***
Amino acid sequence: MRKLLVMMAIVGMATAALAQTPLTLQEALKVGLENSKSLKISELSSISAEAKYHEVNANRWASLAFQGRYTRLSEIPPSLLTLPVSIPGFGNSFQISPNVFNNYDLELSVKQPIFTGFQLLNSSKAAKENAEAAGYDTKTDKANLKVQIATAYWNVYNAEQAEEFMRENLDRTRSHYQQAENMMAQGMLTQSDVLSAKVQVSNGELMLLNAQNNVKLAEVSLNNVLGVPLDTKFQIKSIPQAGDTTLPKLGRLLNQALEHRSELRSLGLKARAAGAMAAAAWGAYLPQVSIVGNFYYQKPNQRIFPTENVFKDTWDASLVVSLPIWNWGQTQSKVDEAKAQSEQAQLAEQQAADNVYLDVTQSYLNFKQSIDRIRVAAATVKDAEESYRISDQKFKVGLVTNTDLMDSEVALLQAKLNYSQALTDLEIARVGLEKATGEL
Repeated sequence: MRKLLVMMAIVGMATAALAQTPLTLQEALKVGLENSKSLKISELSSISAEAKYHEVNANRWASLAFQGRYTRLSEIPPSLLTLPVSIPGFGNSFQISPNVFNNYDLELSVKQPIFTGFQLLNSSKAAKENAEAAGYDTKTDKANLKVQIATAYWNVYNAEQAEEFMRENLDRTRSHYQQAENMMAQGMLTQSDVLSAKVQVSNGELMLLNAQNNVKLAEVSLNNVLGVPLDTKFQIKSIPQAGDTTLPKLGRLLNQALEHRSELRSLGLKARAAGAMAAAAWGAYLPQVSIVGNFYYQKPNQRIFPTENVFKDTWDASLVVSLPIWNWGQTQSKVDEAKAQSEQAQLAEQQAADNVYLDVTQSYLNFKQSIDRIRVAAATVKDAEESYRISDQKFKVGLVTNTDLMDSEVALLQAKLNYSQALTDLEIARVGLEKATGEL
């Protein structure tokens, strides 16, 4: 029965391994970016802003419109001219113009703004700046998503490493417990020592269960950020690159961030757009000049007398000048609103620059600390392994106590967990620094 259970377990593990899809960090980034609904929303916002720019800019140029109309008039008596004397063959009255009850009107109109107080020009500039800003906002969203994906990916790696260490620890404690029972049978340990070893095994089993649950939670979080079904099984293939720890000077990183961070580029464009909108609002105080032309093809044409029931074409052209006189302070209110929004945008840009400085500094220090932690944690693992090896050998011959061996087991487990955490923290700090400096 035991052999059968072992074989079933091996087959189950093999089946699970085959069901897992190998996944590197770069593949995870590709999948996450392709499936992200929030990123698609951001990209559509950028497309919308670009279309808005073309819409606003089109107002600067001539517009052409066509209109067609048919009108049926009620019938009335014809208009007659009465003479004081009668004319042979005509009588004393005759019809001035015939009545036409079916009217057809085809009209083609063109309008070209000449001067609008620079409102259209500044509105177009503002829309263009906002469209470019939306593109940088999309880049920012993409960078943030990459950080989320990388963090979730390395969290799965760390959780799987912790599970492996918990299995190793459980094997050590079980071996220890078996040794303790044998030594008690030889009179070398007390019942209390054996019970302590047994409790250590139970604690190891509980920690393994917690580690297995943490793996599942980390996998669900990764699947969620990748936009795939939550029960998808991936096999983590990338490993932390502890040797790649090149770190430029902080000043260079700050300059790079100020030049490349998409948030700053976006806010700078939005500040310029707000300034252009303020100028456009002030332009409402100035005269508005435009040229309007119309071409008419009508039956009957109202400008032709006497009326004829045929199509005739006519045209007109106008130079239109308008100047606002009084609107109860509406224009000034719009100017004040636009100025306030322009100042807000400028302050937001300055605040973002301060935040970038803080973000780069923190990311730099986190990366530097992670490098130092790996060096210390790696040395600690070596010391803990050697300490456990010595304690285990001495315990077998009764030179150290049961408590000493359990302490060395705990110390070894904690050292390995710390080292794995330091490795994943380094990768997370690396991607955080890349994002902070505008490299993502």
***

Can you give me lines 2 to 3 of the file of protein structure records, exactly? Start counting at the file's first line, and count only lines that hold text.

Repeated sequence: MRKLLVMMAIVGMATAALAQTPLTLQEALKVGLENSKSLKISELSSISAEAKYHEVNANRWASLAFQGRYTRLSEIPPSLLTLPVSIPGFGNSFQISPNVFNNYDLELSVKQPIFTGFQLLNSSKAAKENAEAAGYDTKTDKANLKVQIATAYWNVYNAEQAEEFMRENLDRTRSHYQQAENMMAQGMLTQSDVLSAKVQVSNGELMLLNAQNNVKLAEVSLNNVLGVPLDTKFQIKSIPQAGDTTLPKLGRLLNQALEHRSELRSLGLKARAAGAMAAAAWGAYLPQVSIVGNFYYQKPNQRIFPTENVFKDTWDASLVVSLPIWNWGQTQSKVDEAKAQSEQAQLAEQQAADNVYLDVTQSYLNFKQSIDRIRVAAATVKDAEESYRISDQKFKVGLVTNTDLMDSEVALLQAKLNYSQALTDLEIARVGLEKATGEL
């Protein structure tokens, strides 16, 4: 029965391994970016802003419109001219113009703004700046998503490493417990020592269960950020690159961030757009000049007398000048609103620059600390392994106590967990620094 259970377990593990899809960090980034609904929303916002720019800019140029109309008039008596004397063959009255009850009107109109107080020009500039800003906002969203994906990916790696260490620890404690029972049978340990070893095994089993649950939670979080079904099984293939720890000077990183961070580029464009909108609002105080032309093809044409029931074409052209006189302070209110929004945008840009400085500094220090932690944690693992090896050998011959061996087991487990955490923290700090400096 035991052999059968072992074989079933091996087959189950093999089946699970085959069901897992190998996944590197770069593949995870590709999948996450392709499936992200929030990123698609951001990209559509950028497309919308670009279309808005073309819409606003089109107002600067001539517009052409066509209109067609048919009108049926009620019938009335014809208009007659009465003479004081009668004319042979005509009588004393005759019809001035015939009545036409079916009217057809085809009209083609063109309008070209000449001067609008620079409102259209500044509105177009503002829309263009906002469209470019939306593109940088999309880049920012993409960078943030990459950080989320990388963090979730390395969290799965760390959780799987912790599970492996918990299995190793459980094997050590079980071996220890078996040794303790044998030594008690030889009179070398007390019942209390054996019970302590047994409790250590139970604690190891509980920690393994917690580690297995943490793996599942980390996998669900990764699947969620990748936009795939939550029960998808991936096999983590990338490993932390502890040797790649090149770190430029902080000043260079700050300059790079100020030049490349998409948030700053976006806010700078939005500040310029707000300034252009303020100028456009002030332009409402100035005269508005435009040229309007119309071409008419009508039956009957109202400008032709006497009326004829045929199509005739006519045209007109106008130079239109308008100047606002009084609107109860509406224009000034719009100017004040636009100025306030322009100042807000400028302050937001300055605040973002301060935040970038803080973000780069923190990311730099986190990366530097992670490098130092790996060096210390790696040395600690070596010391803990050697300490456990010595304690285990001495315990077998009764030179150290049961408590000493359990302490060395705990110390070894904690050292390995710390080292794995330091490795994943380094990768997370690396991607955080890349994002902070505008490299993502």